Malampaya consortium seeks 15-year contract extension

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The Malampaya gas field offshore Palawan being operated by The Malampaya gas field offshore Palawan being operated by Shell Philippines Exploration B.V.

The Malampaya gas field offshore Palawan being operated by The Malampaya gas field offshore Palawan being operated by Shell Philippines Exploration B.V.

THE consortium that operates the Malampaya natural gas project off northwest Palawan is seeking a 15-year extension of its contract, which is set to expire in 2024.

Energy Secretary Carlos Jericho Petilla said that the consortium has asked for an extension of its contract due to the likelihood that the gas field still contains enough reserves.

The Malampaya gas field is being operated by Shell Philippines Exploration B.V. in joint venture with Chevron Malampaya LLC and PNOC Exploration Corporation (PNOC EC).

Shell Philippines leads the consortium as operator and owns a 45-percent stake, while Chevron Malampaya also owns 45 percent and PNOC EC holds the remaining 10 percent.


Sebastian Quiñones, Shell general manager, said the consortium has sought the extension of the contract to operate mainly to explore for new natural gas deposits.

Quiñones said they are still looking for a new gas field near the $2 billion Malampaya platform, but the exploration should have the government’s go-signal.

“We would proceed with more exploration. We have to conduct drilling for us to be able to find first gas. Then we would proceed with development,” Quiñones said.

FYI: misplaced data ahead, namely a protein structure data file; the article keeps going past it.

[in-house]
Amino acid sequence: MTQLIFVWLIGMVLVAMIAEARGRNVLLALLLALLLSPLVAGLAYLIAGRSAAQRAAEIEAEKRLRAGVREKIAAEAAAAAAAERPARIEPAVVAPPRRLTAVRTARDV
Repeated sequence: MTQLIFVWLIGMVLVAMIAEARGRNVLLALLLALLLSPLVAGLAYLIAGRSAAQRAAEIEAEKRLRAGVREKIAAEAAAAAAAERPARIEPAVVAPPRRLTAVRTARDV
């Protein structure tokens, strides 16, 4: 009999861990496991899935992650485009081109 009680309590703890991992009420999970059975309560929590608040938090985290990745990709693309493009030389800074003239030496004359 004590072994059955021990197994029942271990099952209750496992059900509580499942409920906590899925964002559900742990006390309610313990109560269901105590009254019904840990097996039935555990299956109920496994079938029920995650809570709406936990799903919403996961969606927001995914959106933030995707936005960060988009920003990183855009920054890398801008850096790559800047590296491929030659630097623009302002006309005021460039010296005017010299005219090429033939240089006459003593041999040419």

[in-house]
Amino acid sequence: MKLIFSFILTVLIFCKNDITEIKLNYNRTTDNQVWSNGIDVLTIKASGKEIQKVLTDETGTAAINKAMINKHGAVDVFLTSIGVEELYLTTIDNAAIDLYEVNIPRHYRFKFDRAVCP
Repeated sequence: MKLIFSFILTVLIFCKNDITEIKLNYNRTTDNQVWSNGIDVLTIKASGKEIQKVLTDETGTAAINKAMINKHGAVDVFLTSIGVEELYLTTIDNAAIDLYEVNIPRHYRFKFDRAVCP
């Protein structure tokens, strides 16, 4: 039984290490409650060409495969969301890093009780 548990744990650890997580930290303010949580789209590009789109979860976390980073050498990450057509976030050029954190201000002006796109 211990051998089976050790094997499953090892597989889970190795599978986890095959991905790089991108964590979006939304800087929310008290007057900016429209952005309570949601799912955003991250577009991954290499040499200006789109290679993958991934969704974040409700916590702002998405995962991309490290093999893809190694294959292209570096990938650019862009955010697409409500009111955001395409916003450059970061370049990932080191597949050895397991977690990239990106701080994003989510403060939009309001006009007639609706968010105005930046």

Petilla said the DOE will look into the request of the consortium, adding that the agency is now exploring alternative power sources, including imported liquefied natural gas (LNG).

The energy official said the consortium  had commissioned a study indicating that the gas field will likely last until 2030. According to the study, Malampaya will last an extra five years if it is operated as a baseload  supplier, and can last after 2030 if it is used as mid-merit supplier.

Mid-merit plants supply the gap between baseload and peaking plants, which run during peak hours.

“The life of the Malampaya gas field depends largely on the usage of the power plants,” said Petilla.

The Malampaya gas field under Service Contract 38 fuels three power plants in Batangas with a total capacity of 2,700 megawatts (MW), providing 40 percent to 45 percent of Luzon’s energy needs.

The three Batangas plants are currently running as baseload (or 24 hours a day, seven days a week) except during forced outages and maintenance shutdowns.

To draw more gas from the Malampaya gas field, the consortium has embarked on a $1 billion project to meet its supply commitments to the three power plants.

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